The depth of your connection is positively correlated to the degree of knowledge you have about someone.
Step Two – Become a super-connector
Traditional networking ends after Step One. But becoming a super-connector is where the gold is. There are some people who are naturally great at this and I love watching them do their thing. Being a super-connector means you take your 150 to 200 manageable contacts and you begin to weave them together.
You can only really do this if you’ve asked enough questions and know your connections well.
It’s knowing that your friend Tom needs something that your friend Dick has, who purchased it from Harry. You aren’t even part of that equation other than you put it together.
Good networkers understand that their secret skill is in how they connect their contacts to each other.
You become the person that everyone wants to know because you make shit happen. It’s a beautiful thing.
A few housekeeping rules about being a super-connector before we get ahead of ourselves.
- When connecting two people, where one is helping the other, it’s always polite to give the helper a head’s up and ask permission first.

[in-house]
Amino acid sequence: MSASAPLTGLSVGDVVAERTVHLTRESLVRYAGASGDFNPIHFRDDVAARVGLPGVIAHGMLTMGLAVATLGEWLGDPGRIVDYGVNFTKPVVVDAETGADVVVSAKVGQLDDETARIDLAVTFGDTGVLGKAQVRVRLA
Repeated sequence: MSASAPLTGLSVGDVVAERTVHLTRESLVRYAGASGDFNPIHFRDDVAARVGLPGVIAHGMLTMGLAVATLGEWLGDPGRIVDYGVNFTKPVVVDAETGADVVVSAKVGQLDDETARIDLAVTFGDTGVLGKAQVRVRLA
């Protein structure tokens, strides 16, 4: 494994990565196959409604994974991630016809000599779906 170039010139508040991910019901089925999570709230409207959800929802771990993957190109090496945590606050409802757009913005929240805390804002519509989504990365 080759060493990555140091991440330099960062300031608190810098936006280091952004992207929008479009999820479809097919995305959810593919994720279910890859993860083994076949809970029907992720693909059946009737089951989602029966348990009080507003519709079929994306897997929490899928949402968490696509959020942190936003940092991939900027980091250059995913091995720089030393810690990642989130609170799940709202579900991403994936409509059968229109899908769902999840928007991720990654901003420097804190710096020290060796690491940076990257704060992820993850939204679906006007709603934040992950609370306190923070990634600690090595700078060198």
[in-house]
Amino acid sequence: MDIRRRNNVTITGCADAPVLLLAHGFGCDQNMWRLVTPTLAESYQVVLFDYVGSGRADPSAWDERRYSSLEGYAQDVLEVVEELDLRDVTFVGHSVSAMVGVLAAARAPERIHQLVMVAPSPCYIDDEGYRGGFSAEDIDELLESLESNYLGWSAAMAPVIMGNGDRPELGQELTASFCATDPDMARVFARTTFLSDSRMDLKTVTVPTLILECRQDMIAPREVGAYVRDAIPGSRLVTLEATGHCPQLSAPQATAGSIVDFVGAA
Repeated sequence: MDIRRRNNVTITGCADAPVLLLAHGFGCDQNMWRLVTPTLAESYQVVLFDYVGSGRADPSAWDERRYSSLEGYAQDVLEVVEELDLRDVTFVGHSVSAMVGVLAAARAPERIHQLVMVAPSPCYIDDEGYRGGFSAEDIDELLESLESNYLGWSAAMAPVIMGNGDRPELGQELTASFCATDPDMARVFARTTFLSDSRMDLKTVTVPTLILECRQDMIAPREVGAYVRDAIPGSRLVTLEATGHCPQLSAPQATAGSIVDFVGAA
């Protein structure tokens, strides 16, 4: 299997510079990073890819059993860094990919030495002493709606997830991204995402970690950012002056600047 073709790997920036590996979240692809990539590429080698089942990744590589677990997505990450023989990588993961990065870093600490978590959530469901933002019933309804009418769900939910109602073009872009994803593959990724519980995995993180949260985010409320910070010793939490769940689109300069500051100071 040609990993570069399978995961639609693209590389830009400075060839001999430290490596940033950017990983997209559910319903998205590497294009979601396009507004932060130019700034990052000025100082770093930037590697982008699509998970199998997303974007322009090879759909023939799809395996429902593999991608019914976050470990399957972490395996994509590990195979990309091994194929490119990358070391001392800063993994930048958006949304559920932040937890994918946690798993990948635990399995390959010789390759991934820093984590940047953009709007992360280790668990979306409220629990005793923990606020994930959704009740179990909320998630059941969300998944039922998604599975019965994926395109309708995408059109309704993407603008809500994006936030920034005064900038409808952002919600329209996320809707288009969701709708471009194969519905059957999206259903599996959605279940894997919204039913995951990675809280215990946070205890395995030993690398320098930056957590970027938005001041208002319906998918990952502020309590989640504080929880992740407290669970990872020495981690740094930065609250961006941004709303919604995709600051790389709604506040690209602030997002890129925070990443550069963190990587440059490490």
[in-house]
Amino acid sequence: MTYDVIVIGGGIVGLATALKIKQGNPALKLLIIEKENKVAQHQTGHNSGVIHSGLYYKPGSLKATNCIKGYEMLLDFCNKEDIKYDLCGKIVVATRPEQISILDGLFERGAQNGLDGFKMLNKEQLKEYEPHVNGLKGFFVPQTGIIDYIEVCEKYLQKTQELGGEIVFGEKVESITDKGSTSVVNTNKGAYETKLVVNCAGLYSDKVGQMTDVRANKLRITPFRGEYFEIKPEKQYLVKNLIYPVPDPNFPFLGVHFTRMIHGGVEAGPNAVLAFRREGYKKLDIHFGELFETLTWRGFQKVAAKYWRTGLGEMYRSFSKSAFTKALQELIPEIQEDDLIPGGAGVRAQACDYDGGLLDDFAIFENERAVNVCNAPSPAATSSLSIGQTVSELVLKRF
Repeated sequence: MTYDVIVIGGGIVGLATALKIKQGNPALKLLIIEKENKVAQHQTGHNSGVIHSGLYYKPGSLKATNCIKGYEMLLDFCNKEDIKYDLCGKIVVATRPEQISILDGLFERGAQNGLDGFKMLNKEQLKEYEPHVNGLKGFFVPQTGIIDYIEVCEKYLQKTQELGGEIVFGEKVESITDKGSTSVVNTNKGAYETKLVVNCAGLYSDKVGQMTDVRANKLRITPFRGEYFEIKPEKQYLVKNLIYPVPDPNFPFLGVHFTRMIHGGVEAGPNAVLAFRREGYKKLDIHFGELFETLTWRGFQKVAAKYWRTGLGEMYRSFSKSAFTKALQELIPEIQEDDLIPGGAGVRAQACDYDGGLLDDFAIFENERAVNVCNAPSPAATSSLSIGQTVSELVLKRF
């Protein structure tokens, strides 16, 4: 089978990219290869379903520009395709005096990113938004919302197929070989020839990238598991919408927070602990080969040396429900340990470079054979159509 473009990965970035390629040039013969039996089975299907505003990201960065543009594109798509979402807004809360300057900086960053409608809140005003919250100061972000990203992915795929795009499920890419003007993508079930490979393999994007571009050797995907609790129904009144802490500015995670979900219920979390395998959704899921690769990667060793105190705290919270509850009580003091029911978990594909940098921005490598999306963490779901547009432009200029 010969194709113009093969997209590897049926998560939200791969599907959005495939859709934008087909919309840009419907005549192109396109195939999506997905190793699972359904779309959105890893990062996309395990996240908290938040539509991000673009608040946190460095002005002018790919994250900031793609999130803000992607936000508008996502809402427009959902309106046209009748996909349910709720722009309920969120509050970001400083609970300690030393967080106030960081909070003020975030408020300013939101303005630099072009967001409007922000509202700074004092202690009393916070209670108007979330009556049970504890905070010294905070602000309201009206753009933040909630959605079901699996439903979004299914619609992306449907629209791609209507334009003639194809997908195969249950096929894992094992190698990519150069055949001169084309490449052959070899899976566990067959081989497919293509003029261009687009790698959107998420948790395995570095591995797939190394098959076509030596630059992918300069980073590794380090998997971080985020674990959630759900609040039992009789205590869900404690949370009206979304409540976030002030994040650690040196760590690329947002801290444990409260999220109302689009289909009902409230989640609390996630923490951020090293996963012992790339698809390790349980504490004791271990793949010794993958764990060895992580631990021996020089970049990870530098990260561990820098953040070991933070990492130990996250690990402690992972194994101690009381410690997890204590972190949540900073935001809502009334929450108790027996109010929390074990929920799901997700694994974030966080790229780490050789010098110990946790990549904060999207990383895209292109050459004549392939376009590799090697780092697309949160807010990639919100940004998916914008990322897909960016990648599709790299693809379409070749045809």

- Don’t be “that guy” who says he knows someone but then doesn’t follow through because he really doesn’t know anyone. Ugh…those are the worst.
- And by all means, if you say you are going to make the connection, make the connection… and as quickly as possible. (lest you forget)
The trick is to start networking when you need nothing. In fact, if you can start your networking journey with zero expectations other than to help bring value to others, you are ahead of the game.
This strategy has often been referred to as digging a well before you are thirsty.
The Strength of Weak Ties
In a seminal article written by Stanford University sociologist, Mark Granovetter, he suggests that there is great value in staying attached to associates even though your ties with them are nebulous at best. That’s precisely the crux of their value.
By now… all of your close friends and family members should know that you are a travel advisor. I would hope that when it comes to booking travel, you naturally float to the top of their mind. But it’s your weakest ties and their spider-like tendrils that give you connections in areas you would typically have no presence.
Example…I’m not a quilter. I know nothing about quilts. I don’t really like the feel or look of a quilt. I prefer those big fluffy goose-filled duvets. But I have a friend who loves quilting. We connected over our love of travel and we used to work together at a travel company many moons ago. I don’t know her super well. Every now and again I reach out via Facebook to see what’s she’s up to and where her next adventure is. We rarely talk about her latest cross-stitch. But we can shoot the shit about what’s the latest entry requirements into Sri Lanka or wherever.